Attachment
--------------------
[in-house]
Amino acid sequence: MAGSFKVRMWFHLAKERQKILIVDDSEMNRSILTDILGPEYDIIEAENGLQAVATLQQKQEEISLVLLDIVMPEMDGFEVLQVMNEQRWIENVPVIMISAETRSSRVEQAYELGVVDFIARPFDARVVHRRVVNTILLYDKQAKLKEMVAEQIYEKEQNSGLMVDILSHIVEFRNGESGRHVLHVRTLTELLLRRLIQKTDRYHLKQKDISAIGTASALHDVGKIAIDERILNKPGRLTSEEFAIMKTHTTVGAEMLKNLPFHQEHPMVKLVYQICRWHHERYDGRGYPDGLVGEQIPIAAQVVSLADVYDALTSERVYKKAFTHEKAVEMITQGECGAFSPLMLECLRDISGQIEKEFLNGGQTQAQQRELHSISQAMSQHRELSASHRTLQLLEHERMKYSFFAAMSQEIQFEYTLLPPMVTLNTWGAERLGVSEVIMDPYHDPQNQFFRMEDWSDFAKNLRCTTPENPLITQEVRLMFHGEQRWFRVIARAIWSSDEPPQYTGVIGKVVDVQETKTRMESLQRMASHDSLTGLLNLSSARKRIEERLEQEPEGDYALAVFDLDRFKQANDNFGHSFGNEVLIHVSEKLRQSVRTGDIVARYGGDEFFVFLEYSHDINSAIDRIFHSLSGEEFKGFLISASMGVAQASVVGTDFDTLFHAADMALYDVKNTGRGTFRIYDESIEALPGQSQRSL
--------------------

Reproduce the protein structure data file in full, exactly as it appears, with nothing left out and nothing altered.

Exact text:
[in-house]
Amino acid sequence: MAGSFKVRMWFHLAKERQKILIVDDSEMNRSILTDILGPEYDIIEAENGLQAVATLQQKQEEISLVLLDIVMPEMDGFEVLQVMNEQRWIENVPVIMISAETRSSRVEQAYELGVVDFIARPFDARVVHRRVVNTILLYDKQAKLKEMVAEQIYEKEQNSGLMVDILSHIVEFRNGESGRHVLHVRTLTELLLRRLIQKTDRYHLKQKDISAIGTASALHDVGKIAIDERILNKPGRLTSEEFAIMKTHTTVGAEMLKNLPFHQEHPMVKLVYQICRWHHERYDGRGYPDGLVGEQIPIAAQVVSLADVYDALTSERVYKKAFTHEKAVEMITQGECGAFSPLMLECLRDISGQIEKEFLNGGQTQAQQRELHSISQAMSQHRELSASHRTLQLLEHERMKYSFFAAMSQEIQFEYTLLPPMVTLNTWGAERLGVSEVIMDPYHDPQNQFFRMEDWSDFAKNLRCTTPENPLITQEVRLMFHGEQRWFRVIARAIWSSDEPPQYTGVIGKVVDVQETKTRMESLQRMASHDSLTGLLNLSSARKRIEERLEQEPEGDYALAVFDLDRFKQANDNFGHSFGNEVLIHVSEKLRQSVRTGDIVARYGGDEFFVFLEYSHDINSAIDRIFHSLSGEEFKGFLISASMGVAQASVVGTDFDTLFHAADMALYDVKNTGRGTFRIYDESIEALPGQSQRSL